Book Review: Salt by Catrin Kean

Book - Salt by Catrin KeanBased on a true story, Salt begins in Cardiff, in 1883, where young Ellen lives a dull and lonely life, working as a domestic. She longs to escape, but is forced to witness her mother’s daily turmoil, as she confronts the ghosts of her past. Then, one day, Ellen meets Samuel, a ship’s cook from Barbados. Despite the disapproval of some, they fall in love and get married, and Ellen is able to fulfill her childhood dream of running away to sea. Together, they set sail for San Francisco, working their way across the Atlantic Ocean, getting to know each other along the way.  

But life isn’t all plain sailing. Ellen is afraid of what might happen if they start a family, worried about leaving her mother alone in Cardiff, and curious to discover more of her husband’s past. There is an undercurrent of anger and fearfulness. An unspoken burden looms over every aspect of their life together, sparked by the racist comments of friends, family and strangers. Ellen attempts to ignore such comments, but she soon begins to realise that these things cannot be avoided forever, especially when confronted with the harsh reality of Samuel’s childhood, growing up on a sugar plantation.

Many years later, it is 1941 and Ellen is looking back on her younger days, remembering her early enthusiasm to travel the world. What made her decide to return to Cardiff all those years ago? Has she learned from her mistakes? And will her children suffer in the same way that Samuel suffered?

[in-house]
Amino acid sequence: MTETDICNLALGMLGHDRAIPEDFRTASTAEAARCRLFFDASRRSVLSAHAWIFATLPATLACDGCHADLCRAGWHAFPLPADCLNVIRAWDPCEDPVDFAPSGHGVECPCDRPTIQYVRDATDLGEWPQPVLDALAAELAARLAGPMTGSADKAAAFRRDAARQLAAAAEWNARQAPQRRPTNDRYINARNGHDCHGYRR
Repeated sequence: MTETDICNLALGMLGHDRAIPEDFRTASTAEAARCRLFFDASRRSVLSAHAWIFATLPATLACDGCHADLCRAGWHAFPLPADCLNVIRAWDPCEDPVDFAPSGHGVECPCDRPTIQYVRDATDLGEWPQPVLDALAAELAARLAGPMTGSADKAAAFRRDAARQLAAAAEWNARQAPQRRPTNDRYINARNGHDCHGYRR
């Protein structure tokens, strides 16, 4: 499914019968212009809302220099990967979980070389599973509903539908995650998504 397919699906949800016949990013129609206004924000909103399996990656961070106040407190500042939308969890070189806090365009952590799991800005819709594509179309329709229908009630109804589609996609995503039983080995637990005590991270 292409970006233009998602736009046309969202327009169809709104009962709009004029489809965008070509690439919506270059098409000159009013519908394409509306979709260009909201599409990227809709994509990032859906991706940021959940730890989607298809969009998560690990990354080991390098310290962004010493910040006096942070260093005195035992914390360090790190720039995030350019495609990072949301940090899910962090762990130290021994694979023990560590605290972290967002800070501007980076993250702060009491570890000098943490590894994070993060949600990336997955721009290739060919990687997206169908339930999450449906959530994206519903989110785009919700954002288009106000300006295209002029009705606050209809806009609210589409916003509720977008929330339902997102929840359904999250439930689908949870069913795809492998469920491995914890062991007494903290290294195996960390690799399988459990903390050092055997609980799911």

I would have liked to become immersed in the plot for a little longer (the book is just under 200 pages) and to discover more of Ellen’s later life. However, there is something quite beautiful about the style of writing in this short novel. It is poetic and succinct, with brief paragraphs surrounded by white space, painting miniature pictures in the reader’s mind.

Here is the moment they arrive in Barbados:

They leaned on the rail. Even in the darkness the air was so humid she could taste it, its warmth inside her chest melting away the last of the pleurisy… she could smell the island, a sweet saltiness and a scent of warm earth…

She was glad to leave that dreadful ship but as she disembarked and Samuel left her to fetch their sea-chest she felt shy. She was used to port bustle – shouting men, women with baskets on their heads, donkeys, horses, a skit of escaped piglets. But here, hers was the only white face. Elegant women with bright white dresses and parasols passed by and as they glanced at her she turned away, self-conscious.

Is this how Samuel feels? She wondered.

Kean evokes the sights, scents and sounds of industrial Cardiff, the ship, the sea ports, San Francisco and Barbados in a way that makes you feel like you’re right there, in the moment. The story moves quickly, but she also draws the reader right in to the emotional turmoil of each key moment, as her characters face some tough, life-changing decisions.

This is a short but powerful tale that will tear at your heartstrings. I’m always intrigued to read books set in Cardiff’s industrial past, having spent many years researching the city’s history, and this story succeeds in examining one of the city’s most uncomfortable truths: that, despite its long history as a welcoming, multi-ethnic, multi-cultural port, many have suffered due to the racism and xenophobia that simmers below the surface.

Buy a copy of Salt by Catrin Kean

Subscribe to Blog via Email

If you enjoyed reading this review why not subscribe to my blog and get regular book reviews sent to your inbox?

Leave a Reply

Your email address will not be published.